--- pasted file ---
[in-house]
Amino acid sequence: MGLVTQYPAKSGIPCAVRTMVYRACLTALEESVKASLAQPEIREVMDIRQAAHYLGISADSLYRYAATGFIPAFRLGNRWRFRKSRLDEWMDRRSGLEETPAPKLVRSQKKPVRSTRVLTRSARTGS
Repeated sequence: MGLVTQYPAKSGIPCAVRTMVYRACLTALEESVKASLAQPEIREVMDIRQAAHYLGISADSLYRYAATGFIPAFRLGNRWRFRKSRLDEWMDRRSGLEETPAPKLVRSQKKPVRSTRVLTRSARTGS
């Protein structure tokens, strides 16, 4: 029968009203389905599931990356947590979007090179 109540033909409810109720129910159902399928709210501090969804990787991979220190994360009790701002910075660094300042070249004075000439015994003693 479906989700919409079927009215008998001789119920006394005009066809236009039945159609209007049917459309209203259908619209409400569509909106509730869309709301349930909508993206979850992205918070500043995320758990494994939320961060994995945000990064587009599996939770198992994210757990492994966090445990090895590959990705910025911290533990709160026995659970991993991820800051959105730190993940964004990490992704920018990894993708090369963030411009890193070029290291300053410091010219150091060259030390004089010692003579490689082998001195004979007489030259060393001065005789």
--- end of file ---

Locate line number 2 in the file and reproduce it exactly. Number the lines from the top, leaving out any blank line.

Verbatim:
Amino acid sequence: MGLVTQYPAKSGIPCAVRTMVYRACLTALEESVKASLAQPEIREVMDIRQAAHYLGISADSLYRYAATGFIPAFRLGNRWRFRKSRLDEWMDRRSGLEETPAPKLVRSQKKPVRSTRVLTRSARTGS